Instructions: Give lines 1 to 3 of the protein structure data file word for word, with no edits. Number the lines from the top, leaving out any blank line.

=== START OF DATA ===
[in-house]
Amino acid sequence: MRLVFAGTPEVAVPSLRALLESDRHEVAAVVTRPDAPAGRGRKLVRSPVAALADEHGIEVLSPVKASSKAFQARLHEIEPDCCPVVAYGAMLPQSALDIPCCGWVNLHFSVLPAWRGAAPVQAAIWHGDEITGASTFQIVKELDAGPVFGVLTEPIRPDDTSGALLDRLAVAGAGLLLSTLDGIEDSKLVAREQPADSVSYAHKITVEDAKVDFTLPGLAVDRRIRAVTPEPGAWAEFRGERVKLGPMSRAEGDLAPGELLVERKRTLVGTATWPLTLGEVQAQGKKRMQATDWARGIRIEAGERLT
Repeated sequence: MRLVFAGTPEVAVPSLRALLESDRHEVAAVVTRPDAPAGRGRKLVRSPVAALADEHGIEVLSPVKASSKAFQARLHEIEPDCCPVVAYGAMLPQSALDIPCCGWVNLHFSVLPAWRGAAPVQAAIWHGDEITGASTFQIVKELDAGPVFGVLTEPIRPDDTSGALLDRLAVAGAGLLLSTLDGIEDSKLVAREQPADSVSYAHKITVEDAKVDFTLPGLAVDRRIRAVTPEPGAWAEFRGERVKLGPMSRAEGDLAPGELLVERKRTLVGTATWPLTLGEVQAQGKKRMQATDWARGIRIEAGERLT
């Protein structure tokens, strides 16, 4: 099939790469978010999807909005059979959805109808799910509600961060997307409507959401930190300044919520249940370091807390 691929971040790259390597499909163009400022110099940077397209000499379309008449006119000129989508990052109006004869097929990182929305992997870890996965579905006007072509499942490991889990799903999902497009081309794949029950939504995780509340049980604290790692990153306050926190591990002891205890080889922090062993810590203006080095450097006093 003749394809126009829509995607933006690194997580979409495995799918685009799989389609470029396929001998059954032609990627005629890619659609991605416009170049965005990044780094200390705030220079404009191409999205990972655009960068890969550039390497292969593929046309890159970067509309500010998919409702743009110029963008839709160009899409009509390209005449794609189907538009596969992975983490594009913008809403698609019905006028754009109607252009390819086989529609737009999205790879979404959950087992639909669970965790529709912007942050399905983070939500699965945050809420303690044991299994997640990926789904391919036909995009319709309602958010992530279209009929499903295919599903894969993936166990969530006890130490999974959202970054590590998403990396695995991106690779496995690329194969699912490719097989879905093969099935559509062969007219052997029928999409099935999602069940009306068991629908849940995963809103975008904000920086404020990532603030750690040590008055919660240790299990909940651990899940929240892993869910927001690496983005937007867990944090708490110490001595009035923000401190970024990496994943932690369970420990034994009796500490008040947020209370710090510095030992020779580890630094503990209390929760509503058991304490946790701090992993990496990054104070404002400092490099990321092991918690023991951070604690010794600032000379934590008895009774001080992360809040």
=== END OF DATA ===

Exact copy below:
[in-house]
Amino acid sequence: MRLVFAGTPEVAVPSLRALLESDRHEVAAVVTRPDAPAGRGRKLVRSPVAALADEHGIEVLSPVKASSKAFQARLHEIEPDCCPVVAYGAMLPQSALDIPCCGWVNLHFSVLPAWRGAAPVQAAIWHGDEITGASTFQIVKELDAGPVFGVLTEPIRPDDTSGALLDRLAVAGAGLLLSTLDGIEDSKLVAREQPADSVSYAHKITVEDAKVDFTLPGLAVDRRIRAVTPEPGAWAEFRGERVKLGPMSRAEGDLAPGELLVERKRTLVGTATWPLTLGEVQAQGKKRMQATDWARGIRIEAGERLT
Repeated sequence: MRLVFAGTPEVAVPSLRALLESDRHEVAAVVTRPDAPAGRGRKLVRSPVAALADEHGIEVLSPVKASSKAFQARLHEIEPDCCPVVAYGAMLPQSALDIPCCGWVNLHFSVLPAWRGAAPVQAAIWHGDEITGASTFQIVKELDAGPVFGVLTEPIRPDDTSGALLDRLAVAGAGLLLSTLDGIEDSKLVAREQPADSVSYAHKITVEDAKVDFTLPGLAVDRRIRAVTPEPGAWAEFRGERVKLGPMSRAEGDLAPGELLVERKRTLVGTATWPLTLGEVQAQGKKRMQATDWARGIRIEAGERLT